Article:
Overdosing with medical cannabis is certainly possible, as with any medication. But while there have been no recorded deaths directly attributed to acute toxicity of cannabis in humans, there are many reports of ‘greening out.’
Greening out is a term used to describe the unpleasant sensations that come with taking too much tetrahydrocannabinol (THC), the psychoactive chemical in cannabis. Taking too much THC can easily occur when someone is naive to cannabis or hasn't heard of the ‘start low, go slow’ approach. Acute intoxication can involve feelings of anxiety, paranoia or panic, an increased heart rate or even vomiting. Fortunately, these symptoms can usually be managed with monitoring and supportive measures.
If you’re new to cannabis, it’s important to know how to minimise your chances of experiencing a cannabis overdose.
How Does Medical Cannabis Work?
Medical cannabis contains compounds known as phytocannabinoids (usually just called cannabinoids). THC is the most well known phytocannabinoid, and causes its psychoactive effects through its interaction with your body’s endocannabinoid system. The endocannabinoid system is a complex network of cell receptors and is involved in a variety of bodily functions, including mood.
This is how THC causes fluctuations in our mood, which usually means relaxation or giddiness. But THC can also induce a state of anxiety, paranoia or even panic, especially when taken in large amounts.
Are Cannabis Overdoses Serious?
The good news: it’s highly unlikely to experience any physical harm from a cannabis overdose. No one has ever died directly from taking too much cannabis. This is because THC and other compounds in cannabis don’t depress respiratory function like other drugs such as alcohol and opioids.
Alcohol and opioid overdoses are medical emergencies because they can cause a person to stop breathing, which can be fatal on its own or lead to other serious complications. A fatal cannabis overdose may theoretically be possible, but a person wouldn't be able to physically ingest the amount of cannabis required for this to happen.
The amount required to “green out”, however, will vary from person to person. A therapeutic amount of THC for one person could equal an overdose in another – it all depends on your cannabis tolerance and administration method. This is why it’s important to follow the treatment plan prescribed by your doctor.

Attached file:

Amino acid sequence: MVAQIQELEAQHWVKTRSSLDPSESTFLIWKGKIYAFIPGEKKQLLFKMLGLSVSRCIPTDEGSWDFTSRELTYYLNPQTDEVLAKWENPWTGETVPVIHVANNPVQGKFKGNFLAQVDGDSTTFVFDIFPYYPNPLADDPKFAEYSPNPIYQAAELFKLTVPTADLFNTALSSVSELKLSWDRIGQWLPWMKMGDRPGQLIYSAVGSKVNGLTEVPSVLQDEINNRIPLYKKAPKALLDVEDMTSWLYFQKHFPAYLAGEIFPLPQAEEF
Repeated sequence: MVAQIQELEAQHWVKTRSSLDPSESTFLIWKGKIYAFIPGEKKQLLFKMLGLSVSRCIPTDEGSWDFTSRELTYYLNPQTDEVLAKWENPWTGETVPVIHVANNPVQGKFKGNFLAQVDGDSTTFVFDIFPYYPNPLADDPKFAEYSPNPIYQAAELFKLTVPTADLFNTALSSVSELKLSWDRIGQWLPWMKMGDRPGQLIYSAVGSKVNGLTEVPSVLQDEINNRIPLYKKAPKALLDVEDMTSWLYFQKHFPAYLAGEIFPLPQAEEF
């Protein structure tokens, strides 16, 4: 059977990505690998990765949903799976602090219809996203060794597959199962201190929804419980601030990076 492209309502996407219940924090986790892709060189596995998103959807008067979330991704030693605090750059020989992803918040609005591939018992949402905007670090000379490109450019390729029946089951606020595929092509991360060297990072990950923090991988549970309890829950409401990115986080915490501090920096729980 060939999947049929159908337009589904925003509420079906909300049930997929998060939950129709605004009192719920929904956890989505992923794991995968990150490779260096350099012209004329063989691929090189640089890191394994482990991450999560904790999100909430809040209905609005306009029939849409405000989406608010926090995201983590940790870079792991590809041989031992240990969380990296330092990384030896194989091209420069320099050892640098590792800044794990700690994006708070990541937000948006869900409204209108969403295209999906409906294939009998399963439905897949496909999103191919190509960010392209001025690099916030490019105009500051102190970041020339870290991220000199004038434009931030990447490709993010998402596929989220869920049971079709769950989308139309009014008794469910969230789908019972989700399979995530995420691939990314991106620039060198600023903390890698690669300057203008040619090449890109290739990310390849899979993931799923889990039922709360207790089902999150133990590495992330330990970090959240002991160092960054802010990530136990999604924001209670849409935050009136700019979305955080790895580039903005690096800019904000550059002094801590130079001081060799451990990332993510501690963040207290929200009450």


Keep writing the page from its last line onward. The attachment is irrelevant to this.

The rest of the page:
Cannabis overdoses are more common with edible cannabis. Cannabis edibles aren’t a prescription option in Australia, but oils containing THC are. Cannabis oils, when swallowed, must first be processed by the liver before entering the bloodstream, and you sometimes won’t feel the effects until several hours have passed.
Due to this delayed onset, some people administer more cannabis because they mistakenly believe the edible or oil isn’t working. It’s vital to give ingestible forms of medical cannabis ample time to take effect before ingesting more, especially if you’re new to cannabis.
What Are The Symptoms Of A Cannabis Overdose?
A cannabis overdose can cause several symptoms, including:
Dry or red eyes
Increased heart rate
Loss of coordination or dizziness
Nausea and vomiting
In certain people, especially those prone to anxiety, cannabis may also cause paranoia and panic attacks. It’s important to know how to deal with these symptoms if you or someone else is experiencing a cannabis overdose.
What Should I Do During A Cannabis Overdose?
If you feel like you are experiencing a cannabis overdose, move to a quiet and calming space, ideally somewhere that is familiar and comfortable. Deep breathing can be a good way to ground yourself, as can drinking water or having a snack. Watching a movie or listening to soothing music are other effective grounding techniques.
Most of the time, the best way to deal with a cannabis overdose is to simply wait it out. If you think you're able to fall asleep, try and do so. But if you're still feeling overwhelmed, consider calling a friend or family member.
If none of these approaches help, or if your symptoms are getting worse – seek medical help. If you’re with someone who has taken too much cannabis and they’re showing signs of psychosis, serious symptoms such as chest pains, severe vomiting or loss of consciousness, call 000.
Sticking To A Treatment Plan
If you are prescribed medical cannabis, your doctor will personalise a treatment plan with specific dosing instructions. If you follow these instructions, it’s unlikely that you’ll experience any serious adverse effects. Medical cannabis in Australia is grown with strict safety standards, meaning whatever medical cannabis product you purchase will be safe.
Always keep the ‘start low and go slow’ mantra in mind as well. Start with a very low dose, and then – if required and as guided by your doctor – gradually increase this dosage until you reach the desired therapeutic effect.